(You probably don't need a reminder about the special teams Play of the Year that exacerbates the 2010 total.)
Considering that Kelly's 2010 roster endured the loss of the most accurate quarterback and most dynamic wide receiver in recent program history, marginal defensive improvement hasn't been, and won't be enough.
Kelly has acknowledged the team (and though not specific, likely the defense) needs to be, for lack of a better word, "Nasty" (tread easy with that one); that they need to focus, finish and find a way.
Toughness, nastiness, focus under pressure…each will be put to the season's toughest test to date Saturday in South Bend.
The Eye TestKelly acknowledged he's not married to statistics, but rather monitors those he believes provide an accurate indicator. I agree with that approach, as do most readers, I assume.
Which begs the questions: Do the Irish seem better? On the surface, I think so. Gary Gray, Ian Williams and Manti Te'o are unquestionably better than in 2009. Kapron Lewis-Moore and Ethan Johnson are too, though with less flash or fan fare. Backup defensive linemen Sean Cwynar and Hafis Williams both lend support that wasn't part of the equation last fall.
Darrin Walls and Harrison Smith? Vexing still, but both struggled mightily vs. the Big 10 last year – not the case in '10 as Walls excelled vs. Purdue and Smith is appreciably better, though not without signature moments that stick in the Irish fans' collective craw. Carlo Calabrese is an upgrade at inside linebacker.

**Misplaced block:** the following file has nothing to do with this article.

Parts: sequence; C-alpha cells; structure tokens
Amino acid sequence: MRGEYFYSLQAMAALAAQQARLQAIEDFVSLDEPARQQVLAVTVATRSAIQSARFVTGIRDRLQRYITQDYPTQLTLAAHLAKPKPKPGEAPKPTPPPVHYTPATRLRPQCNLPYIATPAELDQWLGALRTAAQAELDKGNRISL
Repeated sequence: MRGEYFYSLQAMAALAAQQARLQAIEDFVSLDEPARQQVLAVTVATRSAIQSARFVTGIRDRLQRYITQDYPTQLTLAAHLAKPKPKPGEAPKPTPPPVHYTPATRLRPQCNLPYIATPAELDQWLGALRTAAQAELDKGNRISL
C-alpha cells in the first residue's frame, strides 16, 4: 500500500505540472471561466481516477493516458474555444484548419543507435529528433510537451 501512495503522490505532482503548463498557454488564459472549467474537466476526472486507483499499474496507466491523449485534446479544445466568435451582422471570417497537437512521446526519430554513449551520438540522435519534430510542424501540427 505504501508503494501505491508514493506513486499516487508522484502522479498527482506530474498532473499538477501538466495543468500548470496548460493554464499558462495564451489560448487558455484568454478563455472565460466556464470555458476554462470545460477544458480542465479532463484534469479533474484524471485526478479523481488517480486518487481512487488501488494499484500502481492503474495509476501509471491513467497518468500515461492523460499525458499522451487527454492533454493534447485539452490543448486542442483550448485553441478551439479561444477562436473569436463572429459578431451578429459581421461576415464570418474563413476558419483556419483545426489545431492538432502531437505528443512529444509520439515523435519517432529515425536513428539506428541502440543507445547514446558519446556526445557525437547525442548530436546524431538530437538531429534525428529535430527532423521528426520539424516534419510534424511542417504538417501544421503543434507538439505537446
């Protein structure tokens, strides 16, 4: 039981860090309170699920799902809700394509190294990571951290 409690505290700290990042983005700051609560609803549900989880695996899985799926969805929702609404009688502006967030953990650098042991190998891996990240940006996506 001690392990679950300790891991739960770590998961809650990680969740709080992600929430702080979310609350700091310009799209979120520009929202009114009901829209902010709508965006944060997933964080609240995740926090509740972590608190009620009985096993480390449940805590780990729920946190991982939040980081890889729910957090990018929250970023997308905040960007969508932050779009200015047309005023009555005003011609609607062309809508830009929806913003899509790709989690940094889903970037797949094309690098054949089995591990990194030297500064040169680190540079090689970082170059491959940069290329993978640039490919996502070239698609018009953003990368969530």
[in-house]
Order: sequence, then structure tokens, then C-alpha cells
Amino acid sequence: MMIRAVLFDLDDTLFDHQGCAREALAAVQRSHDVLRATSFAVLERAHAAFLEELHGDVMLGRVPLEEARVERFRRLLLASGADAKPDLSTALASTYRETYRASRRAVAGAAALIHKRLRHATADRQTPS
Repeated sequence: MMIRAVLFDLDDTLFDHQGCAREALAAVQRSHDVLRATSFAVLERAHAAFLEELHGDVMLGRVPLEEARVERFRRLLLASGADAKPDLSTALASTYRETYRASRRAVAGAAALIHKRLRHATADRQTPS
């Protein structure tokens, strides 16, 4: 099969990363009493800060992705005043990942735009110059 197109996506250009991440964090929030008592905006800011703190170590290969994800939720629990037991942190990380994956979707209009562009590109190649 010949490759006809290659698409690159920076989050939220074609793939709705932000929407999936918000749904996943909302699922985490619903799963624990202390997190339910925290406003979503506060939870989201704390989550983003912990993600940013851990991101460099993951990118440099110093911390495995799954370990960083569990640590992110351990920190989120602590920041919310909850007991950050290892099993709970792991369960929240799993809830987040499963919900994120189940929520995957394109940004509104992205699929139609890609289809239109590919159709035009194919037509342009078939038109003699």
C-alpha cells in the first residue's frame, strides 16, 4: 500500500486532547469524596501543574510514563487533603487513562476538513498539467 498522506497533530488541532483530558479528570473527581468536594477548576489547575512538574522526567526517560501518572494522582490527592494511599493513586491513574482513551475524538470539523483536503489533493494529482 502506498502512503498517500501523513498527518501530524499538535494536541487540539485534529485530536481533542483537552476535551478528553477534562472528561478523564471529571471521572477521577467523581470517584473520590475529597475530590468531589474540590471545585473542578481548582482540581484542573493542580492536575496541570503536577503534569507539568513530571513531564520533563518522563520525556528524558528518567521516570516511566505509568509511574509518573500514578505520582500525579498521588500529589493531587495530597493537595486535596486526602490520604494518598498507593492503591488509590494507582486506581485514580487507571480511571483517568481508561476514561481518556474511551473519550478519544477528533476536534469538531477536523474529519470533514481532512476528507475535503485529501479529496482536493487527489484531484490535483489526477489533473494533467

Yet the ongoing results show 1,331 yards and 9 offensive touchdowns surrendered (a slight increase and decrease from 2009, respectively), not to mention a glaring, publicized, pants-down moment that ultimately decided the previous contest at the expense of a good number of regular defenders.
(Of course, the offense has contributed to the inauspicious start as well.
Saturday, the Irish defense will face – far and away – its most balanced offensive opponent of the season. Stanford possesses a top tier quarterback and offensive line; a trio of hard-charging runners and a collection of veteran receivers – one with true breakaway speed. The Cardinal feature two capable tight ends (including Notre Dame transfer Konrad Reuland) and one of the nation's two best lead-blocking fullbacks to round out the group.
Notre Dame has allowed more than 200 rushing yards in five of its last six contests. Stanford beat 11 of the same 14-15 defenders it will face Saturday into submission last November en route to a public embarrassment and Heisman showcase for the departed Toby Gerhart.
I can assure you the team's defensive assistants and coordinator are prepared and focused. The bulk of Notre Dame's defenders pass my (relative) eye test...they're not a BCS Title level group, but I've seen BCS Bowl teams take the field with a much worse collection.
But my word, their confidence and your faith don't matter. On-the-field is all that really counts (you won't find 80,000-strong filing in to watch these programs' renowned student-athletes discuss the Socratic Method.)
The Irish need a win in Game Four, both to level the slate and for their own mental health with two more difficult matchups over the following 14 days. And the defense will have to play at a level they've yet to collectively approach to reach .500 entering the season's second month.